I have seen my students all too often use both hands to grab onto their 'shield' and try to run left and right to position themselves nicely. There's no overhand neck grab, under the arm grab, no neck control, no striking with the elbow whilst grabbing, making for head butts and basically there's no reality involved. Now that's fine in the dojo setting when we're having some fun and learning environmental awareness. But the situation begs you to consider using one arm more effectively as a control mechanism and the other as a striking tool AND then to be able to manipulate the opponent. Of course all the while preventing his girlfriends trying to jump on your back.

This post has mostly focused on the Step 7 'Teacup Saucer' technique in Won-hyo, but check out Yul-guk: If you control the Head, you control the Body. In the Yul-gok post, the aim is to get to the head to perform a throw or takedown. Of course, it's not too difficult in that throwing position to shoot in closer and then control the neck - so I'd say it's part of the same bag of skills you'd need when up close.


Colin Wee
Joong Do Kwan Chung Sah Nim
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SooShimKwan said…
I'll definitely buy your "Drills from Patterns"-book!
Colin Wee said…
Why, I'll take that as a compliment! :-)

Actually... I should just step up my game on this blog and start taking enough photos so my posts are clearer. That's the only thing limiting me right now.

Ymar Sakar said…
It's amazing how many people don't know these things and don't know how to teach them even if they did.

When I walked into one of Obata Toshishiro's aikibujutsu dojos, I already knew most of these in concept and application, which is why in randori one of the shodan black belts got distracted while explaining a technique to a student, and opened himself up to about 70% of the class and I just walked up behind him and did a shuto without making contact. The primary instructor noticed it, but the shodan did not, he was still talking and not paying attention to his surroundings. Such a thing is not the fault of Obata Toshishiro, but the fault of that specific instructor's capability at teaching. Because the shodan could never have gotten that way training full time with Obata. That's a habit from training with people who don't prioritize certain things.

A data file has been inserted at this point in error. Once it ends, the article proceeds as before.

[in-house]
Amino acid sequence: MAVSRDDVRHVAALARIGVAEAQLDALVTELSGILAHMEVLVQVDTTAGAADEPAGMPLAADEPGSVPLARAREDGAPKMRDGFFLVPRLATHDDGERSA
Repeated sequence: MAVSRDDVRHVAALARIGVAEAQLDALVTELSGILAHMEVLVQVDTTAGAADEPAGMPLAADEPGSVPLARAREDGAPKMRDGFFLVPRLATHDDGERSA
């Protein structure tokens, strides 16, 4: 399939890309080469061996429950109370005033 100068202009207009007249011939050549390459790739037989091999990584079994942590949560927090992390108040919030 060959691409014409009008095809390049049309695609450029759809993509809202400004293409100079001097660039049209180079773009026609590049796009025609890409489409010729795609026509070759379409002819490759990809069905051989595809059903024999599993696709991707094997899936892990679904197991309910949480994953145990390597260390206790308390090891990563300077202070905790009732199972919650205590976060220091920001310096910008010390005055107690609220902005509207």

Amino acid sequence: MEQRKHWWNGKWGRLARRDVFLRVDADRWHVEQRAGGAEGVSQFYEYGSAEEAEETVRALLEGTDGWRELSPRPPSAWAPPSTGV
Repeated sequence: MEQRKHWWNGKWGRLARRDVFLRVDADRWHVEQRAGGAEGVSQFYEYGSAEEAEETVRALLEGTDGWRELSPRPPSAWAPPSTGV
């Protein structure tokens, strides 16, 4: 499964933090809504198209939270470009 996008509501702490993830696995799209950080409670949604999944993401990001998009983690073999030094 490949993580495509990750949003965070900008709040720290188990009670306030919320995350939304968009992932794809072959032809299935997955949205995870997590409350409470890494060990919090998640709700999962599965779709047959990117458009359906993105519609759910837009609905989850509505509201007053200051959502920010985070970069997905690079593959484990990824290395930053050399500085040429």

In Kajukenbo, the other students will ambush you if you put your back to them, at random times, just to force you to be aware and be on your toes, and never trust anyone enough to put your back to them.

A lot of martial arts just don't want to deal with the realities of life and death deathmatches. It's not even about beating each other to a pulp physically. It's about mental preparation and learning to think for oneself. If the instructor has to keep telling shodans and high kyus "look over your shoulder" and "rotate around", then what are the students going to do without their instructor? And this instructor at this particular aikibujutsu dojo doesn't even mention the concept of multiple opponent awareness in randori.

The deficiency is quite apparent for those who know of the import of such things.
Colin Wee said…
"The primary instructor noticed it, but the shodan did not, he was still talking and not paying attention to his surroundings. "

It is surprisingly difficult to analyse student population, remember concepts, verbalise them, ensure understanding, and ensure your audience picks up on your lesson.